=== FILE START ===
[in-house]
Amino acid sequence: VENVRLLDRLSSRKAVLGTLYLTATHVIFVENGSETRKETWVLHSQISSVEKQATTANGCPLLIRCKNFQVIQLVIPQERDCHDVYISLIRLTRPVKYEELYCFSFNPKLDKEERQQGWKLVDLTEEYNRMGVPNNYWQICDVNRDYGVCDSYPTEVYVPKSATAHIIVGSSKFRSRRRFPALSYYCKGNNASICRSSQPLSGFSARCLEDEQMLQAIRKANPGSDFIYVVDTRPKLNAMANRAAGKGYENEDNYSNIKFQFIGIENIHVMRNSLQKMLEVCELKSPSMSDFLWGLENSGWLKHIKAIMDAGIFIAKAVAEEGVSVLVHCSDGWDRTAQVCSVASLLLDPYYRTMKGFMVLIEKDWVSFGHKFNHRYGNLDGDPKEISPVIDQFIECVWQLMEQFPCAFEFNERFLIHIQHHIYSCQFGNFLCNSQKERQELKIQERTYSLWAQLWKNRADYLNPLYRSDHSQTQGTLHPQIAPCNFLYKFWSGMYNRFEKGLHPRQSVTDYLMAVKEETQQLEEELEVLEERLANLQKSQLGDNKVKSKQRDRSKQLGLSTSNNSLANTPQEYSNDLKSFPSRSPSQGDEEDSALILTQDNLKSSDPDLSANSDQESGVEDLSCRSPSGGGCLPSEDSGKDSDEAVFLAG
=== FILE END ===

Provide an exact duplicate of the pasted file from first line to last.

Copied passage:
[in-house]
Amino acid sequence: VENVRLLDRLSSRKAVLGTLYLTATHVIFVENGSETRKETWVLHSQISSVEKQATTANGCPLLIRCKNFQVIQLVIPQERDCHDVYISLIRLTRPVKYEELYCFSFNPKLDKEERQQGWKLVDLTEEYNRMGVPNNYWQICDVNRDYGVCDSYPTEVYVPKSATAHIIVGSSKFRSRRRFPALSYYCKGNNASICRSSQPLSGFSARCLEDEQMLQAIRKANPGSDFIYVVDTRPKLNAMANRAAGKGYENEDNYSNIKFQFIGIENIHVMRNSLQKMLEVCELKSPSMSDFLWGLENSGWLKHIKAIMDAGIFIAKAVAEEGVSVLVHCSDGWDRTAQVCSVASLLLDPYYRTMKGFMVLIEKDWVSFGHKFNHRYGNLDGDPKEISPVIDQFIECVWQLMEQFPCAFEFNERFLIHIQHHIYSCQFGNFLCNSQKERQELKIQERTYSLWAQLWKNRADYLNPLYRSDHSQTQGTLHPQIAPCNFLYKFWSGMYNRFEKGLHPRQSVTDYLMAVKEETQQLEEELEVLEERLANLQKSQLGDNKVKSKQRDRSKQLGLSTSNNSLANTPQEYSNDLKSFPSRSPSQGDEEDSALILTQDNLKSSDPDLSANSDQESGVEDLSCRSPSGGGCLPSEDSGKDSDEAVFLAG